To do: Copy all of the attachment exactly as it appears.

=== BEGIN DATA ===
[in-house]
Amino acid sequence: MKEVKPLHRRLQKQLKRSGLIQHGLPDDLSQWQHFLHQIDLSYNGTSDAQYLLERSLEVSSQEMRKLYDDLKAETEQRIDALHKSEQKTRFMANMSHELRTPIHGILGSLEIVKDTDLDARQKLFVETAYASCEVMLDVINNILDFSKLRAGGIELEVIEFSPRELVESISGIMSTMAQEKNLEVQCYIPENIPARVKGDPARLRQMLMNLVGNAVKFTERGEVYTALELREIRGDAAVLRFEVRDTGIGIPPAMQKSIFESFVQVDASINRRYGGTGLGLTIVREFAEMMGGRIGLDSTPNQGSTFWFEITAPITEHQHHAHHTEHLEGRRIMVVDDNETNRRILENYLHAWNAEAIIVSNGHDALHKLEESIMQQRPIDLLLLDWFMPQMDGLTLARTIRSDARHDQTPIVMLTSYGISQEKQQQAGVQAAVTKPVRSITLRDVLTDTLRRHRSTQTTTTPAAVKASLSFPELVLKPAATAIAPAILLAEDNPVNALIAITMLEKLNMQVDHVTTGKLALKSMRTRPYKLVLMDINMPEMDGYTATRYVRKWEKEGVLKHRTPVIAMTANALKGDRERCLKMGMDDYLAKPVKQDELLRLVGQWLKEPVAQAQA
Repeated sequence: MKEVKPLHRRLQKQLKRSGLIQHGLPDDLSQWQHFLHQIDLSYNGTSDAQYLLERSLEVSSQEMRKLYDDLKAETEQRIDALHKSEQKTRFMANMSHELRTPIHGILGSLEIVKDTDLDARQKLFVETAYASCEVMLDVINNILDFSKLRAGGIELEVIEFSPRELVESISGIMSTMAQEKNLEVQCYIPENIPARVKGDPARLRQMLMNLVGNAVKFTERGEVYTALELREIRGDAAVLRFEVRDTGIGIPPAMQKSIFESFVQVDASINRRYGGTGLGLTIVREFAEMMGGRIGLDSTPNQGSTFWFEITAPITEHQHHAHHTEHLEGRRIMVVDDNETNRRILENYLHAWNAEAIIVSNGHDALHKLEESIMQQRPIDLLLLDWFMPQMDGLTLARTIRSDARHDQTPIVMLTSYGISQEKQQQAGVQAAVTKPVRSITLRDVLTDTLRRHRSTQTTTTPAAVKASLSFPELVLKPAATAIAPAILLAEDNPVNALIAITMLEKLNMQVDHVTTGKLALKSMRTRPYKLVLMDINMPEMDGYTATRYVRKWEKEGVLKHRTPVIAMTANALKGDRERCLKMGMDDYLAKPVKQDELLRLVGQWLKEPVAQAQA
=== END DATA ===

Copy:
[in-house]
Amino acid sequence: MKEVKPLHRRLQKQLKRSGLIQHGLPDDLSQWQHFLHQIDLSYNGTSDAQYLLERSLEVSSQEMRKLYDDLKAETEQRIDALHKSEQKTRFMANMSHELRTPIHGILGSLEIVKDTDLDARQKLFVETAYASCEVMLDVINNILDFSKLRAGGIELEVIEFSPRELVESISGIMSTMAQEKNLEVQCYIPENIPARVKGDPARLRQMLMNLVGNAVKFTERGEVYTALELREIRGDAAVLRFEVRDTGIGIPPAMQKSIFESFVQVDASINRRYGGTGLGLTIVREFAEMMGGRIGLDSTPNQGSTFWFEITAPITEHQHHAHHTEHLEGRRIMVVDDNETNRRILENYLHAWNAEAIIVSNGHDALHKLEESIMQQRPIDLLLLDWFMPQMDGLTLARTIRSDARHDQTPIVMLTSYGISQEKQQQAGVQAAVTKPVRSITLRDVLTDTLRRHRSTQTTTTPAAVKASLSFPELVLKPAATAIAPAILLAEDNPVNALIAITMLEKLNMQVDHVTTGKLALKSMRTRPYKLVLMDINMPEMDGYTATRYVRKWEKEGVLKHRTPVIAMTANALKGDRERCLKMGMDDYLAKPVKQDELLRLVGQWLKEPVAQAQA
Repeated sequence: MKEVKPLHRRLQKQLKRSGLIQHGLPDDLSQWQHFLHQIDLSYNGTSDAQYLLERSLEVSSQEMRKLYDDLKAETEQRIDALHKSEQKTRFMANMSHELRTPIHGILGSLEIVKDTDLDARQKLFVETAYASCEVMLDVINNILDFSKLRAGGIELEVIEFSPRELVESISGIMSTMAQEKNLEVQCYIPENIPARVKGDPARLRQMLMNLVGNAVKFTERGEVYTALELREIRGDAAVLRFEVRDTGIGIPPAMQKSIFESFVQVDASINRRYGGTGLGLTIVREFAEMMGGRIGLDSTPNQGSTFWFEITAPITEHQHHAHHTEHLEGRRIMVVDDNETNRRILENYLHAWNAEAIIVSNGHDALHKLEESIMQQRPIDLLLLDWFMPQMDGLTLARTIRSDARHDQTPIVMLTSYGISQEKQQQAGVQAAVTKPVRSITLRDVLTDTLRRHRSTQTTTTPAAVKASLSFPELVLKPAATAIAPAILLAEDNPVNALIAITMLEKLNMQVDHVTTGKLALKSMRTRPYKLVLMDINMPEMDGYTATRYVRKWEKEGVLKHRTPVIAMTANALKGDRERCLKMGMDDYLAKPVKQDELLRLVGQWLKEPVAQAQA